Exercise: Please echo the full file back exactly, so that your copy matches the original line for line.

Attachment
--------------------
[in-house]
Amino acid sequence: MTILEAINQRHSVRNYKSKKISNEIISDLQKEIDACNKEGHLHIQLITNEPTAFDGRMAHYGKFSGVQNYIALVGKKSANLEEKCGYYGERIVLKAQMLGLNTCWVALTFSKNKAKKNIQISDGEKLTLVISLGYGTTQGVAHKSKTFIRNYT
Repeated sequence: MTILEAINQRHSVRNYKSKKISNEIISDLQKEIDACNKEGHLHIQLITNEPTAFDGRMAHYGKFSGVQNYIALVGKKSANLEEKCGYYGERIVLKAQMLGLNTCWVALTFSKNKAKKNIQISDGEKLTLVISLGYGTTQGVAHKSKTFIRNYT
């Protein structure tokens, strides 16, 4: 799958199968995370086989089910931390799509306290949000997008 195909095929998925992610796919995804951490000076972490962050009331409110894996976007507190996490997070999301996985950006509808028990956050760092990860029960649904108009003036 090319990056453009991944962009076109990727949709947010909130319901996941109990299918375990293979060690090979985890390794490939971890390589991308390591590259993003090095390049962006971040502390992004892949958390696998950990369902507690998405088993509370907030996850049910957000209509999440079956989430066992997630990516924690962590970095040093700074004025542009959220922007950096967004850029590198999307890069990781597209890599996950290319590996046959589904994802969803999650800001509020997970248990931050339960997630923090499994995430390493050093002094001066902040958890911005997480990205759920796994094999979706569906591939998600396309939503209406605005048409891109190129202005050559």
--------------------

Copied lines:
[in-house]
Amino acid sequence: MTILEAINQRHSVRNYKSKKISNEIISDLQKEIDACNKEGHLHIQLITNEPTAFDGRMAHYGKFSGVQNYIALVGKKSANLEEKCGYYGERIVLKAQMLGLNTCWVALTFSKNKAKKNIQISDGEKLTLVISLGYGTTQGVAHKSKTFIRNYT
Repeated sequence: MTILEAINQRHSVRNYKSKKISNEIISDLQKEIDACNKEGHLHIQLITNEPTAFDGRMAHYGKFSGVQNYIALVGKKSANLEEKCGYYGERIVLKAQMLGLNTCWVALTFSKNKAKKNIQISDGEKLTLVISLGYGTTQGVAHKSKTFIRNYT
């Protein structure tokens, strides 16, 4: 799958199968995370086989089910931390799509306290949000997008 195909095929998925992610796919995804951490000076972490962050009331409110894996976007507190996490997070999301996985950006509808028990956050760092990860029960649904108009003036 090319990056453009991944962009076109990727949709947010909130319901996941109990299918375990293979060690090979985890390794490939971890390589991308390591590259993003090095390049962006971040502390992004892949958390696998950990369902507690998405088993509370907030996850049910957000209509999440079956989430066992997630990516924690962590970095040093700074004025542009959220922007950096967004850029590198999307890069990781597209890599996950290319590996046959589904994802969803999650800001509020997970248990931050339960997630923090499994995430390493050093002094001066902040958890911005997480990205759920796994094999979706569906591939998600396309939503209406605005048409891109190129202005050559």